MEMPHIS, Tenn. (AP) – International Paper Inc. on Tuesday reported its second-quarter profit rose 49 percent as the company continued to turn its finances around through a yearlong restructuring plan.

The world’s largest paper maker also announced it has completed the sale of its coated paper business – which includes two mills in Maine – to CMP Holdings LLC, an affiliate of the investment firm Apollo Management, for nearly $1.4 billion.

International Paper reported quarterly profit rose to $115 million, or 24 cents per share, from $77 million, or 16 cents per share, in the year-ago period. Earnings from continuing operations, and before special items, rose to 41 cents per share from 31 cents last year.

Sales rose 7 percent to $6.27 billion from $5.86 billion in the year-ago period. Analysts, on average, projected earnings of 33 cents per share on sales of $5.8 billion, according to Thomson Financial.

“This is our best second quarter since 2005, and it’s the best quarter we’ve had in several years,” said Chairman and Chief Executive Officer John Faraci in a morning conference call.

Faraci said the solid quarter was driven by increasing price realizations, good volume and healthy operations in key platform businesses – photocopy-type paper and container board.

International Paper has initiated a restructuring plan to shed billions of dollars in assets by selling forestland and closing mills, using the proceeds to reduce debt and tighten financial operations.

Part of the restructuring plan has included a move from Stamford, Conn., to headquarters in Memphis, where the company held its first earnings conference call on Tuesday.

International Paper announced on July 13 a number of initiatives related to its plan. Among them is to buy back up to $3 billion of company stock, pay down a large chunk of debt, sell some forestland in Brazil for development by a third party and divest some other business units it doesn’t consider central to its new focus on photocopy-type paper and container board.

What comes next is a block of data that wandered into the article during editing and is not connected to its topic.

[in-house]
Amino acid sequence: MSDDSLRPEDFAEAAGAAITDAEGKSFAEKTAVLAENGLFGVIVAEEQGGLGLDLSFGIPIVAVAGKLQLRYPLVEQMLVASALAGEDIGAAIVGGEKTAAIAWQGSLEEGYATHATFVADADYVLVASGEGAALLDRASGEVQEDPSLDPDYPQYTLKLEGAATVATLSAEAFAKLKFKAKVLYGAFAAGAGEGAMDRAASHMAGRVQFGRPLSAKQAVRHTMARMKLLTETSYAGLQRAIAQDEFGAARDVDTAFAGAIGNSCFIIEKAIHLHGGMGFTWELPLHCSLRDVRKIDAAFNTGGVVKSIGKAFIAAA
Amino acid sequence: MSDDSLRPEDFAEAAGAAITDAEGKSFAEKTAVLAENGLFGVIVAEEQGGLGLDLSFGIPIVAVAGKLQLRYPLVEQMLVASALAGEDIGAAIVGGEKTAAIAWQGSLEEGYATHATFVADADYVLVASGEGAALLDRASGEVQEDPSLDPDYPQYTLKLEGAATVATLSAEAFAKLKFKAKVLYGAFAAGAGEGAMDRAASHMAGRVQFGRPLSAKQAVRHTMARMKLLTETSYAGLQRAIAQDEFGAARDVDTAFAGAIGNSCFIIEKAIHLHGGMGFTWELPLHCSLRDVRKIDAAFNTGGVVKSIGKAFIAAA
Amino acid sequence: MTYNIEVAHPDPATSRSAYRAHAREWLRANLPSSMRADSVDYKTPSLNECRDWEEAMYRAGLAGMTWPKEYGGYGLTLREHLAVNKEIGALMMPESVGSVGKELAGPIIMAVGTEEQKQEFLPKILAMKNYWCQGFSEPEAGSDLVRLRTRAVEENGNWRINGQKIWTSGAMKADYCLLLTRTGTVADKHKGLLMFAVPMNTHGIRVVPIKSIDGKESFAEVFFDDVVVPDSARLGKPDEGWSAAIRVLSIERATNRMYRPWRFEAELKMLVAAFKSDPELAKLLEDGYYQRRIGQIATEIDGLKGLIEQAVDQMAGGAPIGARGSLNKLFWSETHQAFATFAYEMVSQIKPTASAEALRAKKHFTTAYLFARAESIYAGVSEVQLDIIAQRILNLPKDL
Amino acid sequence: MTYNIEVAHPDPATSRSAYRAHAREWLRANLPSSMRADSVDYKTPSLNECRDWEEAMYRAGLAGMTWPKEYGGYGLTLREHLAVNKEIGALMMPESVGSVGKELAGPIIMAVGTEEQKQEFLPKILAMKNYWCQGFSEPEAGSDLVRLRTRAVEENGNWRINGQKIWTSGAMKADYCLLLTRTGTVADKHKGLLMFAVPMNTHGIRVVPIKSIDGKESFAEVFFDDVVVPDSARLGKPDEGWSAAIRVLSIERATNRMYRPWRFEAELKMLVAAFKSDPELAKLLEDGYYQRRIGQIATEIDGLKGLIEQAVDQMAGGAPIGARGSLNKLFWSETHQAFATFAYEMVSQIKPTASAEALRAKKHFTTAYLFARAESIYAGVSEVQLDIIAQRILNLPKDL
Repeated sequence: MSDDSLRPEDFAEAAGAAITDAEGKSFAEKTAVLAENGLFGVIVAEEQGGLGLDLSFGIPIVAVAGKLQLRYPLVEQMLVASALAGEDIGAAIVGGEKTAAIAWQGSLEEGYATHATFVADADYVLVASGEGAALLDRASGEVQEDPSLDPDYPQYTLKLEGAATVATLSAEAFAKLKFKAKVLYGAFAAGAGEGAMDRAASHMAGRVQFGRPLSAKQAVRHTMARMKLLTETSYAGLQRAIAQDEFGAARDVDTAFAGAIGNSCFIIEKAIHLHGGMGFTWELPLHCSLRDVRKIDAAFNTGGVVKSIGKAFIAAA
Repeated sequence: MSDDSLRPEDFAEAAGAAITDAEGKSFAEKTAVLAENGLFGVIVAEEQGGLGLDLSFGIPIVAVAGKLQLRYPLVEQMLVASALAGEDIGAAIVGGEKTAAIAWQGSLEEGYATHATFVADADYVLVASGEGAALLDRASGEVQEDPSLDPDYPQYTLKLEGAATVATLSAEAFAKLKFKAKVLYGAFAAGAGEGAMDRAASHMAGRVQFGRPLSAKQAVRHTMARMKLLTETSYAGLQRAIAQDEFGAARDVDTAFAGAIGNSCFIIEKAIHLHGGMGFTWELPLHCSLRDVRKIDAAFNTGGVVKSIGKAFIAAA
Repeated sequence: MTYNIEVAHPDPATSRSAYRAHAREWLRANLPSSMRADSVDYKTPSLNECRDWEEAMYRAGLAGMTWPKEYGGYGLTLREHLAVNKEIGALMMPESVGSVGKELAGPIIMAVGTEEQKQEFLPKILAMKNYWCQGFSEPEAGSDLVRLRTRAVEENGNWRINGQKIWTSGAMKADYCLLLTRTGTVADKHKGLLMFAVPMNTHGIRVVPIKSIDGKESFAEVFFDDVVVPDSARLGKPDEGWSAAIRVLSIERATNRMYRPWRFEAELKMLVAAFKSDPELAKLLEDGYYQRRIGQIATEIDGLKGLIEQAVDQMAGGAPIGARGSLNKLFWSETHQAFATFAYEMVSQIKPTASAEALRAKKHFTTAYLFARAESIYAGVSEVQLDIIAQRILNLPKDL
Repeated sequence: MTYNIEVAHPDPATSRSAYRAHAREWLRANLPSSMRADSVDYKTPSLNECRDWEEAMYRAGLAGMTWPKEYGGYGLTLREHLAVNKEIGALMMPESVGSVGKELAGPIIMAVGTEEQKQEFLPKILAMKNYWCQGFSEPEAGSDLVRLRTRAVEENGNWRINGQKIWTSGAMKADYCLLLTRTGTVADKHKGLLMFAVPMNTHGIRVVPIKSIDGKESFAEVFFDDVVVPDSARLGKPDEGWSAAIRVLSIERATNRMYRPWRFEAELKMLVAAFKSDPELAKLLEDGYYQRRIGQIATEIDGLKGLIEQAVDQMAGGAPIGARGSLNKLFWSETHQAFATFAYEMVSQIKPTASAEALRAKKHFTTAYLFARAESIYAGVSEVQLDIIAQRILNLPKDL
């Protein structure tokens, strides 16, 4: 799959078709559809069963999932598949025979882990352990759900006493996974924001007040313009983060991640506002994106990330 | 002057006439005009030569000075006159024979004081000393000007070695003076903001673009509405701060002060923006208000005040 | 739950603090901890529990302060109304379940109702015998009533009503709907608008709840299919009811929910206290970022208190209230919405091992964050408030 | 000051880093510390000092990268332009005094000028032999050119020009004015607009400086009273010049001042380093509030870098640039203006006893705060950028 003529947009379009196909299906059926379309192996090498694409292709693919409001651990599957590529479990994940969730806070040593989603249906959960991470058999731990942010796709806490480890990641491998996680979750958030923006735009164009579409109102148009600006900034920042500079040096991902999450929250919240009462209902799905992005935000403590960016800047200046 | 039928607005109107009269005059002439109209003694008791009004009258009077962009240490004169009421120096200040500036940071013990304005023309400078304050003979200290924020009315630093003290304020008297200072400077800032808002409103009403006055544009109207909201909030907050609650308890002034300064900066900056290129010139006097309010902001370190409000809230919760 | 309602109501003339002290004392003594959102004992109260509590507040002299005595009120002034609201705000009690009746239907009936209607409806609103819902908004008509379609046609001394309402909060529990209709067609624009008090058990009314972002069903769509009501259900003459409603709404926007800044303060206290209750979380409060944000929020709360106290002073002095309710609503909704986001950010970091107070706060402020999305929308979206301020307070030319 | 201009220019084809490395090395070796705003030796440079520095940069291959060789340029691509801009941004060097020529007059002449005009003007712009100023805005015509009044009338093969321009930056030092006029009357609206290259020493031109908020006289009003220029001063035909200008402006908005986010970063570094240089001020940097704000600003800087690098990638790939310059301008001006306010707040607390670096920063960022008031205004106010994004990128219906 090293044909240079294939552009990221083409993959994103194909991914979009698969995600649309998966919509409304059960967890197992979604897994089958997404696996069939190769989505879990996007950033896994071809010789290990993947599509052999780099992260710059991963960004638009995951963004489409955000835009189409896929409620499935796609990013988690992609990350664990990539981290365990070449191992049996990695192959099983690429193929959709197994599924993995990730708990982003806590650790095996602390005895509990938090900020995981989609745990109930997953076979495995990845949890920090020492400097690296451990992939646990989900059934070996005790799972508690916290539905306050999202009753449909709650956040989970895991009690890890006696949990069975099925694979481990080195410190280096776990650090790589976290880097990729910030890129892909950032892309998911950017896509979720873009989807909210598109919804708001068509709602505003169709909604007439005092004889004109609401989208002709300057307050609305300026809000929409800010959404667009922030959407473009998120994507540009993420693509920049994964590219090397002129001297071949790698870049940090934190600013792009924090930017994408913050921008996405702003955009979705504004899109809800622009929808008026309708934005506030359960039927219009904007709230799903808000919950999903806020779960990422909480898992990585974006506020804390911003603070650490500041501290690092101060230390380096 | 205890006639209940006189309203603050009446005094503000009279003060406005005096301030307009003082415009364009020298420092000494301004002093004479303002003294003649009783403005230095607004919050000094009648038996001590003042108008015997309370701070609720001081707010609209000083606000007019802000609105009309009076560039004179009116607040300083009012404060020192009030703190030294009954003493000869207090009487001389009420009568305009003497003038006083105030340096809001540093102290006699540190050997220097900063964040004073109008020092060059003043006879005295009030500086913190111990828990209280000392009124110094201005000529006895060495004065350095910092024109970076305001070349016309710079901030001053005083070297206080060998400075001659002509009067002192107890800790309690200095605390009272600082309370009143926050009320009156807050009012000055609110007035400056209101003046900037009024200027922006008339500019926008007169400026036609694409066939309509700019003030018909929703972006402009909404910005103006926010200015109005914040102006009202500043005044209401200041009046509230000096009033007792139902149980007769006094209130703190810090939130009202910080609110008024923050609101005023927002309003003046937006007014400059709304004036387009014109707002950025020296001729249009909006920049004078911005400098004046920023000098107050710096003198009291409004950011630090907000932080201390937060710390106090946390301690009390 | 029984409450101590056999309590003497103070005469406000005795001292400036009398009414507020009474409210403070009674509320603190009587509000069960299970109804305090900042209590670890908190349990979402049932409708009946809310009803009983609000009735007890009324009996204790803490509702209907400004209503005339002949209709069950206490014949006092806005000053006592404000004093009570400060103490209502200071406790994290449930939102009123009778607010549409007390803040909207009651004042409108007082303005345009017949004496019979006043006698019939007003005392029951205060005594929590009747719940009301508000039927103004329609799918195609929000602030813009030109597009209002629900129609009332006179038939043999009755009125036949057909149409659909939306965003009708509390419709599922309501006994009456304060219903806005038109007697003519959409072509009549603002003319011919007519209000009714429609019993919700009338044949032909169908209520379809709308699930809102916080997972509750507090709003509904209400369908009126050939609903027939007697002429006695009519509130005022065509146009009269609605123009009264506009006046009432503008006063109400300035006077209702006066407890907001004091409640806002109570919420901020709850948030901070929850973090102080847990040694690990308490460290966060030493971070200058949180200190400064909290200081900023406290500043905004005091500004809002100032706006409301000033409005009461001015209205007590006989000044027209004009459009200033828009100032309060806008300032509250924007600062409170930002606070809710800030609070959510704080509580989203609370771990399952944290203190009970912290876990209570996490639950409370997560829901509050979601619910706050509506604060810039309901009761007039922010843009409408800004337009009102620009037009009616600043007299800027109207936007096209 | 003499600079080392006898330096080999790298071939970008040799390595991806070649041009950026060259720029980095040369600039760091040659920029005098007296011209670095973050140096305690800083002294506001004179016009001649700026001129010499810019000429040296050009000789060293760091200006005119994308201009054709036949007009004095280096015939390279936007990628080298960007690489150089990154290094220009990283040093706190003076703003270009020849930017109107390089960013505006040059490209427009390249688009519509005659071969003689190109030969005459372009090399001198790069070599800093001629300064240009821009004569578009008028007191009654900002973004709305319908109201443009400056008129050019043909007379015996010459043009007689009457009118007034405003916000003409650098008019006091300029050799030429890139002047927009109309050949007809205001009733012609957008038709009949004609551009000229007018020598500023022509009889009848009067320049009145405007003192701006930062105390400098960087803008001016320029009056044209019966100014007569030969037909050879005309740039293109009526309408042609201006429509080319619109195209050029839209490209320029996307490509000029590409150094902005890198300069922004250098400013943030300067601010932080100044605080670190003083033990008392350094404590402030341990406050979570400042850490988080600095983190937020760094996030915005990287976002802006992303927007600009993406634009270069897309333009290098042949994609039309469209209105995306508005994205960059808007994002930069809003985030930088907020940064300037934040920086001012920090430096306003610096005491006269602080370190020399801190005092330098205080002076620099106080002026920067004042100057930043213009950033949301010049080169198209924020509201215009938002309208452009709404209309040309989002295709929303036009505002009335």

“Both of those businesses (photocopy-type paper and container board) are seeing better commodity prices as a result of capacity shuts that were taken last year,” said Steven P. Chercover, an analyst with Portland, Ore.-based D.A. Davidson & Co.

“They closed down inefficient or high-cost machines. So supply and demand is much tighter than a year ago.”

Chercover also said the company is starting to see results from raising the price of its uncoated paper.

“There have been several price increases the first half of this year,” he said. “They won’t get that on day one. It takes generally a couple of months for those price increases to hit the bottom line.”

International Paper officials said during the morning conference call that the company on Tuesday completed the sale of its coated paper business.

The deal includes the sale of paper mills in Jay and Bucksport, Maine, as well as two other mills in Michigan and Minnesota. The coated paper business generated $1.6 billion in sales for International Paper in 2005, the company said.

With about 6.5 million acres of land managed in the U.S. alone, International Paper is one of the world’s largest private landowners.

International Paper has operations in nearly 40 countries, employs nearly 68,700 people worldwide and exports its products to more than 120 nations.



On the Net:

www.internationalpaper.com


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